Convert 8704MB into hex for me?

I'm working on a memory translation issues on my mobo.

I see an example that 0x1A0000000 = 6656MB.

I know my number is 8704MB. What would that be if converted into a hex memory address as shown above?

For reference on more details, this question was derived from this following EE post:


Long Story, I have to do some memory mapping to fix a problem with a crappy foxconn mobo to accept my fermi motherboard haha. That is the hex number I got from my mobo, I just don't understand how to view that as a MB form.

This is the guide I'm following:

vladh4x0r wrote:
cjmc45321988, just wrote a walkthrough for you below -- beer appreciated :D. It is a manual process that involves memory address computations, and was never meant to be user-friendly -- blame your mainboard BIOS writers for having to clean up after them. If you get stuck somewhere, post the specific step (and the output of the commands), and we can try to help further. In the future, please provide the relevant hardware configuration - in this case at minimum the Windows version (and 32-bit vs 64-bit), amount of RAM installed, and exact mainboard model.

To summarize:

1) Boot into 64-bit Linux, run these commands, and save the output:
dmesg | grep e820
cat /proc/mtrr

2) Get the last memory address (from the first command). In the above example, it's 0x1AC000000 in hex, or 6848MB:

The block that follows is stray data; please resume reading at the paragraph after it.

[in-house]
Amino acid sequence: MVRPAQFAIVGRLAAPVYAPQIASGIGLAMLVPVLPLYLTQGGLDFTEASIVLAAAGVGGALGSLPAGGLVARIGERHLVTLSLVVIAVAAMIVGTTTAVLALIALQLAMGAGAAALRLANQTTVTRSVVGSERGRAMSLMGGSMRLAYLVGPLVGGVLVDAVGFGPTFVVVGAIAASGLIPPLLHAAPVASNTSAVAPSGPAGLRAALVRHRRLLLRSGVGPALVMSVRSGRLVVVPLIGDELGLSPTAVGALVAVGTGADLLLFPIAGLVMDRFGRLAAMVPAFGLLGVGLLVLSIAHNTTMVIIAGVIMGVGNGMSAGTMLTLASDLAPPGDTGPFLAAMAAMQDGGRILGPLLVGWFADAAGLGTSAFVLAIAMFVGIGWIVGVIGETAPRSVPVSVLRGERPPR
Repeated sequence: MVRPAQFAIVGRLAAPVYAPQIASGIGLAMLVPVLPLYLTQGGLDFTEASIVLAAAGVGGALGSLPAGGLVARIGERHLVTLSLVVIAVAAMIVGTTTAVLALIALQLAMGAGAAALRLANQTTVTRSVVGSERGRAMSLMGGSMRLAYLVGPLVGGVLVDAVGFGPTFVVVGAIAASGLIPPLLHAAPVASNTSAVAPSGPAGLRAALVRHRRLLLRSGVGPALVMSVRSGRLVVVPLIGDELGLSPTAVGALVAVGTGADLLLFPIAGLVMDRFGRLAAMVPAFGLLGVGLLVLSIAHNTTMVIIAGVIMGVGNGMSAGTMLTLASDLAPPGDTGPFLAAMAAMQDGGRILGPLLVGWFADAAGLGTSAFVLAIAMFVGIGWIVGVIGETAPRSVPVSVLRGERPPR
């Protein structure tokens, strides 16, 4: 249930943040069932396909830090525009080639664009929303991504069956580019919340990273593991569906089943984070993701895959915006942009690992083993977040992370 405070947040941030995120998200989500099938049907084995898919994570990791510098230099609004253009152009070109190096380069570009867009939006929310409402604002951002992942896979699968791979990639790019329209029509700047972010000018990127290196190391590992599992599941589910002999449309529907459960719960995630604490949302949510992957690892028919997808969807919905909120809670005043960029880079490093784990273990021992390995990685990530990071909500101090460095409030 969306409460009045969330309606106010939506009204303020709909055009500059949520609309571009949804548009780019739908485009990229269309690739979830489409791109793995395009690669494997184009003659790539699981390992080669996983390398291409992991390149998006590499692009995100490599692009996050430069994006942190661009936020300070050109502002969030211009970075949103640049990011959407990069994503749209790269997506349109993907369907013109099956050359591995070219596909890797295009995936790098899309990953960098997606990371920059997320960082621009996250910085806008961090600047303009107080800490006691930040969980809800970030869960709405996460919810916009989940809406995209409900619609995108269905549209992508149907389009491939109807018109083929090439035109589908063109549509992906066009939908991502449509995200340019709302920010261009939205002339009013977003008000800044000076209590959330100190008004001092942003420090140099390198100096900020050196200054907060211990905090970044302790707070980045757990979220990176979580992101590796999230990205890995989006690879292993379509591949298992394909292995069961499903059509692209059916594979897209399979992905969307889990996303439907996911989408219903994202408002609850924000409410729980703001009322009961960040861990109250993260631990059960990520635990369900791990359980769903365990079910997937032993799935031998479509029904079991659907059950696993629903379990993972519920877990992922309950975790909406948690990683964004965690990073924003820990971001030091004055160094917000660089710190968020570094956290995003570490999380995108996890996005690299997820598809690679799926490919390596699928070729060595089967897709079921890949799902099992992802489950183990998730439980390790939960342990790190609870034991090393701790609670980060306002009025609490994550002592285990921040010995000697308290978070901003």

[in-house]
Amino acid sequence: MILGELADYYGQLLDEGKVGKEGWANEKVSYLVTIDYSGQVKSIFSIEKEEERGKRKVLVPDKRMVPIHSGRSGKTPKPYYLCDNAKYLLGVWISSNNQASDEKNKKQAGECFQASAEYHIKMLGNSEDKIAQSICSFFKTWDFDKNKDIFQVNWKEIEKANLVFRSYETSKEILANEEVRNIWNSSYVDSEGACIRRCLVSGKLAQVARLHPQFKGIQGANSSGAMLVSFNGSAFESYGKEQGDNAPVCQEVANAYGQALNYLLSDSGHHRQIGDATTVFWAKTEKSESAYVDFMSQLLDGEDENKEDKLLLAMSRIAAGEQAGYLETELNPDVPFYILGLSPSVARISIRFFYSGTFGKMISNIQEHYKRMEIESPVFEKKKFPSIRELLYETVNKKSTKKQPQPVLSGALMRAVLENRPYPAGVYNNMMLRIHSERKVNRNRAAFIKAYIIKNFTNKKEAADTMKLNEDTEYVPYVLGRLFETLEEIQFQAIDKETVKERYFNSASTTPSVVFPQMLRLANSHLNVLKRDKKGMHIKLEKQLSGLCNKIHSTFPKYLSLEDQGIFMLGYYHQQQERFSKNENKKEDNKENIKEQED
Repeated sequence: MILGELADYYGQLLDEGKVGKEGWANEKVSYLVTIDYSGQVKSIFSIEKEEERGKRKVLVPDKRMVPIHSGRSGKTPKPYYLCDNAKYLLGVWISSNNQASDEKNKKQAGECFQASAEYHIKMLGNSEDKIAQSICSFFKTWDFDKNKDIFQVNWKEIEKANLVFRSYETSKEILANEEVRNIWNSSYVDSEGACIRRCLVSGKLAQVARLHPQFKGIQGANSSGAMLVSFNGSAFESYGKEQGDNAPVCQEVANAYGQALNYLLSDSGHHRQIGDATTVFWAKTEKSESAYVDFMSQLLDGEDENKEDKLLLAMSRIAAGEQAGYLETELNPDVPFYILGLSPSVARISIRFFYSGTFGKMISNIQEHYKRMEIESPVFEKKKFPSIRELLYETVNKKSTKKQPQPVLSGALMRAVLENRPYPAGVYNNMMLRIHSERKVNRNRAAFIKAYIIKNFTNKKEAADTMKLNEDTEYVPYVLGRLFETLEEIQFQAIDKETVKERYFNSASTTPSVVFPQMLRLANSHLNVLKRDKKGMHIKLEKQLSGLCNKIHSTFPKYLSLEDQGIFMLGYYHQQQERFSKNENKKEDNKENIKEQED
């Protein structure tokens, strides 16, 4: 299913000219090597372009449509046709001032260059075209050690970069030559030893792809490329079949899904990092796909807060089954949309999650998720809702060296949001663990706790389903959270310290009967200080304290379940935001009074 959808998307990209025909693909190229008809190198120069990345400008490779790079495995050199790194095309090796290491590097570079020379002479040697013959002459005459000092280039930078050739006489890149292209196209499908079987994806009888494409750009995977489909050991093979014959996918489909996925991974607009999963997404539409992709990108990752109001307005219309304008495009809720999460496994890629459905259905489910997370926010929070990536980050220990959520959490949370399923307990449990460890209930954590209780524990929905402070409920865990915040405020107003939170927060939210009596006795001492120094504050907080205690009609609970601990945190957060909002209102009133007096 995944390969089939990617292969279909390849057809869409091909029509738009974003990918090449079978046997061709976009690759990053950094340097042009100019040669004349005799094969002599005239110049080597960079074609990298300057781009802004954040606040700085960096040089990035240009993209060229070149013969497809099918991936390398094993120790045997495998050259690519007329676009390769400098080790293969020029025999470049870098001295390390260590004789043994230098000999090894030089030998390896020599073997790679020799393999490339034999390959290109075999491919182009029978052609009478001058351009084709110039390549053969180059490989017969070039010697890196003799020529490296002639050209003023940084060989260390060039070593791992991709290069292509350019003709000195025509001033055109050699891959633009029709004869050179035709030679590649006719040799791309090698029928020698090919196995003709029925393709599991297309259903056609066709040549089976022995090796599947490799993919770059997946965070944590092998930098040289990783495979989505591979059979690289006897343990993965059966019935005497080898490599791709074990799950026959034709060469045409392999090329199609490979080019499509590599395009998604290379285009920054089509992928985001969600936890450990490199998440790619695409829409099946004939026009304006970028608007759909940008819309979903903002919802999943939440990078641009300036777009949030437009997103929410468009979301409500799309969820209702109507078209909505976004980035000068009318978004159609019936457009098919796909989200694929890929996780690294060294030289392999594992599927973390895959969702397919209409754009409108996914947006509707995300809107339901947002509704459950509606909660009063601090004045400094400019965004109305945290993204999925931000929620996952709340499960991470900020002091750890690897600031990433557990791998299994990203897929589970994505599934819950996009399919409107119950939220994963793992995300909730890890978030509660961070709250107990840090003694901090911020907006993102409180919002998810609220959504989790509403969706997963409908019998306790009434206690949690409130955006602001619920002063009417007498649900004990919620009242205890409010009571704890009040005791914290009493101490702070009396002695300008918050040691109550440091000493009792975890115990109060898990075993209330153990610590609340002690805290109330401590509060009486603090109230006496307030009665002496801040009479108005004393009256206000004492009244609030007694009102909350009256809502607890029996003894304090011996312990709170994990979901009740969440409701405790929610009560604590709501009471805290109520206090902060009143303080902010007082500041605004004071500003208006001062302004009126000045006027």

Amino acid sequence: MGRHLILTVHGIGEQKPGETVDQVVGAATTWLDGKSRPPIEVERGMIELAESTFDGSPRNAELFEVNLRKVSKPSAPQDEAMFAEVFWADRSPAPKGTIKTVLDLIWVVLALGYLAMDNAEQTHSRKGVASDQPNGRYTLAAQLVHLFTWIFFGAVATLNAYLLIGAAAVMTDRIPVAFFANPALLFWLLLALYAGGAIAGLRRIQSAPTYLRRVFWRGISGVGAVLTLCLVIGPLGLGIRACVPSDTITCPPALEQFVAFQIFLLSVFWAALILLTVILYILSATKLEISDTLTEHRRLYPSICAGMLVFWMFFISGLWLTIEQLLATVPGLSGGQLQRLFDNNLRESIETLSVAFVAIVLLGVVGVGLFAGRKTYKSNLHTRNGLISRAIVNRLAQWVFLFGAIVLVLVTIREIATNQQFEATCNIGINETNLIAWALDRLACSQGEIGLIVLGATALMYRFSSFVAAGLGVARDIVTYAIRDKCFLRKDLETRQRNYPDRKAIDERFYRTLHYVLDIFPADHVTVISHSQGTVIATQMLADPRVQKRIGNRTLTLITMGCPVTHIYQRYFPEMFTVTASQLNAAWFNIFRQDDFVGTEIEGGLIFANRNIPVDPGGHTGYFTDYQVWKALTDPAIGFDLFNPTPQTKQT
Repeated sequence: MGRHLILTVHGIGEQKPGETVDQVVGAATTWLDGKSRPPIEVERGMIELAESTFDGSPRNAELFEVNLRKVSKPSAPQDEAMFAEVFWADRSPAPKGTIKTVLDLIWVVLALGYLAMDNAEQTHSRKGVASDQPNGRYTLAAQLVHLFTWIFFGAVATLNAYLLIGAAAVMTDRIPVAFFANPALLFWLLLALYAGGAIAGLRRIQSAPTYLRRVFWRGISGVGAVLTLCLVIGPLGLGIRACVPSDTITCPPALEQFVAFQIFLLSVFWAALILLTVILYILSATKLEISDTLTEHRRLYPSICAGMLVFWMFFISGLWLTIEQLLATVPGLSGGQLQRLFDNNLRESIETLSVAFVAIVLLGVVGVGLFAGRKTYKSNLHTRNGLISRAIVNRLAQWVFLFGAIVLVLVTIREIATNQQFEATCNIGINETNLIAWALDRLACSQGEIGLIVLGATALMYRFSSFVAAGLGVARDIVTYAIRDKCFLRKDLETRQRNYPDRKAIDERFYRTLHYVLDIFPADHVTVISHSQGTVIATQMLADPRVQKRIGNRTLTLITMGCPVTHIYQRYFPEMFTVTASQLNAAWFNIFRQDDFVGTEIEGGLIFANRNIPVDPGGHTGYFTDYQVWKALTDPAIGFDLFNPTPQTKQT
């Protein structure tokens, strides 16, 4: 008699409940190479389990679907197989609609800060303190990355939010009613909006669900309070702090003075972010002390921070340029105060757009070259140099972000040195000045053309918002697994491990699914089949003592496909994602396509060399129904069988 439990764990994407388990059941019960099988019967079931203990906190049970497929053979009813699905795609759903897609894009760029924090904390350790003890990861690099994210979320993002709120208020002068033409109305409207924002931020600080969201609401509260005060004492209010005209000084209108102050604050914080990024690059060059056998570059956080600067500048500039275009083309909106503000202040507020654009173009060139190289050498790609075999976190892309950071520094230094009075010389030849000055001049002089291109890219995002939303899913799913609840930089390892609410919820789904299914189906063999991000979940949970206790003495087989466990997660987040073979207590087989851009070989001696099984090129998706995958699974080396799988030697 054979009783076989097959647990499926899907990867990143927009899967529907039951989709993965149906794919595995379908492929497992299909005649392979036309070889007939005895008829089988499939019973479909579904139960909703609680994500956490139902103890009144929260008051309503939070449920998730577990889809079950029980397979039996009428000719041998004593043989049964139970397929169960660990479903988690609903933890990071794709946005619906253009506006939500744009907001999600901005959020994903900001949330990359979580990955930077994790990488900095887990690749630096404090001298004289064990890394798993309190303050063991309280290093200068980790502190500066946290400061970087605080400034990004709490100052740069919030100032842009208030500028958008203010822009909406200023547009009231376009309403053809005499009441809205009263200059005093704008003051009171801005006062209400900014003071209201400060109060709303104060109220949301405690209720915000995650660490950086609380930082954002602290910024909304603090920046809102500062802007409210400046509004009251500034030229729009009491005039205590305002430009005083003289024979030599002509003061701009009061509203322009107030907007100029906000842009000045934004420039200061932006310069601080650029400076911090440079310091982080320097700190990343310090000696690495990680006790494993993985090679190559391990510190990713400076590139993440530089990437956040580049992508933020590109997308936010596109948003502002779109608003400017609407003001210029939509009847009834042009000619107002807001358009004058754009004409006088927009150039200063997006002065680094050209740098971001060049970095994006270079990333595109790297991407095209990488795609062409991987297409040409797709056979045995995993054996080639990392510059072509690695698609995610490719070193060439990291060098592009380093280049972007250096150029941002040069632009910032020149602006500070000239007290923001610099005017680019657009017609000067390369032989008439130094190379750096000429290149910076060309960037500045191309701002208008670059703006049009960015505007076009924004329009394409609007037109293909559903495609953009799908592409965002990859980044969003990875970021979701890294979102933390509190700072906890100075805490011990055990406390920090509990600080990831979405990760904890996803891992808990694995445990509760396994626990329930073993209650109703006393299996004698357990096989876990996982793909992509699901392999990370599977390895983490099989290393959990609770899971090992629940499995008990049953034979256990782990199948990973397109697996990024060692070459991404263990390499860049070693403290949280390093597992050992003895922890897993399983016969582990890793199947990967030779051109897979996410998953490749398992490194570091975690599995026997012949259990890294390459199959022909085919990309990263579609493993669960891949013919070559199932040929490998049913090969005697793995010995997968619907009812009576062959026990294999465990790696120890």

[ 0.000000] BIOS-e820: 0000000100000000 - 00000001ac000000 (usable)

3) Compute the last address covered by write-back MTRRs (from the second command). In the above example, it's 6144MB + 512MB = 6656MB or 0x1A0000000 in hex:
reg02: base=0x180000000 (6144MB), size= 512MB: write-back, count=1

3) If the sizes are the same, stop here - this is not the problem. If the sizes are different, the first number is expected to be larger than the second number. Take the smaller number. This is the top address of your cached memory. In the example above, it is 0x1A0000000 hex, or 6656MB.

4) Boot into Windows, and change the current Windows boot loader entry to truncate the memory at this lower address. Make a backup copy of the current loader entry first, in case of error. For Windows 7, the steps are (must run from a command prompt that has been "run as administrator"):
bcdedit /copy {current} /d "Windows 7 - copy"
bcdedit /set {current} truncatememory 0x1A0000000
Who is Participating?
Joe Winograd - EE Fellow & MVEConnect With a Mentor DeveloperCommented:
Here you go...similar to last question:

1A0000000 = 6,979,321,856
6,979,321,856/(1024*1024) = 6656 MB

8704*1024*1024 = 9,126,805,504
9,126,805,504 = 0x220000000

Regards, Joe
Pancake_EffectAuthor Commented:
Thanks again! After adding that information to my boot loader, my motherboard is now recognizing my memory. Thank you again! Saved me a few hundred dollars from replacing the mobo.
Joe Winograd - EE Fellow & MVEDeveloperCommented:
You're welcome again. Very glad to hear that you saved some serious money!
Question has a verified solution.

Are you are experiencing a similar issue? Get a personalized answer when you ask a related question.

Have a better answer? Share it in a comment.

All Courses

From novice to tech pro — start learning today.